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Report to Brigadier General Joseph C. Castner1
April 2, 1927 Tientsin, China
Report of Board concerning measures
to be taken in present emergency.2
1. Situation: A demonstration of the character threatened would probably be initiated simultaneously in a number of localities. The most probable areas would seem to be the Japanese concession, Italian concession, down town section of British and French concessions and southern end of Ex German concession, in the order named. Efforts to disrupt telephone service and, at night, the electric light system would probably be attempted. While defensive measures would be more difficult at night, the collection of the agitators during hours of darkness would be more easily detected if the native police can be depended on for that purpose.
2. Policy: Any measures taken to meet a disturbance of the character threatened must probably be continued in effect daily for an indefinite period. It is recommended that dependence be placed on the prompt dispatch by truck, horse and foot, of previously designated detachments from the Compound through various portions of the area, with a reserve of two large trucks to be ordered to the section or sections where the situation is known to be serious. Later action to be determined after the situation has developed.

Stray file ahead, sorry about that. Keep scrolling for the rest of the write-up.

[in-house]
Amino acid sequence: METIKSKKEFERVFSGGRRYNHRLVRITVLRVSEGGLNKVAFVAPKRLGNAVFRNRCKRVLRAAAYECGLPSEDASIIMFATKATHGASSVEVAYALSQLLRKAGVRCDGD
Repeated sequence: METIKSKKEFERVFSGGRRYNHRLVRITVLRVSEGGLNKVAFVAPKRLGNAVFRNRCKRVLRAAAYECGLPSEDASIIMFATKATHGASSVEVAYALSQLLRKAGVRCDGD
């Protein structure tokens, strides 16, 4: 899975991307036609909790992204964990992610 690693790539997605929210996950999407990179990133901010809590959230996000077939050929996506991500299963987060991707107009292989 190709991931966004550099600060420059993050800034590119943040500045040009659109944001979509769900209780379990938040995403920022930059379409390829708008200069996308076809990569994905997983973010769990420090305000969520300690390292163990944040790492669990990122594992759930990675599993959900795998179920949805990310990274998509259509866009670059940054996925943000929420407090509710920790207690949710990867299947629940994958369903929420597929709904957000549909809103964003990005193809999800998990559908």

It is recommended that the women and children remain indoors in the event of a disturbance in our area, in order that the streets may be cleared of all Chinese, by fire action if necessary; that if the trouble arises elsewhere and it then appears advisable to concentrate the foreign women and children in our area, that they be collected at the American Compound and, if necessary, quartered in the vacant houses opposite the corral.
It is recommended that detachments sent out to meet a demonstration of the character threatened be given the following general orders:
“Disperse all groups of Chinese. Clear streets of rioters or suspicious characters. Use fire action in self defense or to disperse those opposing you with arms.”
3. Detailed Plan: The following detailed plan for carrying the foregoing policy into effect is submitted:
To cover a possible emergency the following is effective this date:
a. Troops at the alert.
One rifle company and one machine gun platoon, 15th Infantry, to remain in Compound constantly. Detail of organizations will be made daily by roster. Troops will be in readiness for instant duty through the twenty-four hour period. Three men who are able to drive Ford trucks will be detailed in addition to the above if they cannot be secured from the organizations detailed.
b. Instructions for the Officer of the Day.
The Officer of the Day will remain in the Compound throughout his tour. When he leaves Regimental Headquarters he will notify the charge of quarters and advise him of his whereabouts. In case of any suspicion of an emergency he will call the nearest officer to the Compound as assistant Officer of the Day. He will also notify the Commanding General; the Regimental Commander and the Chief of Staff, U.S.A.F. in C.
c. Trucks for transportation of troops.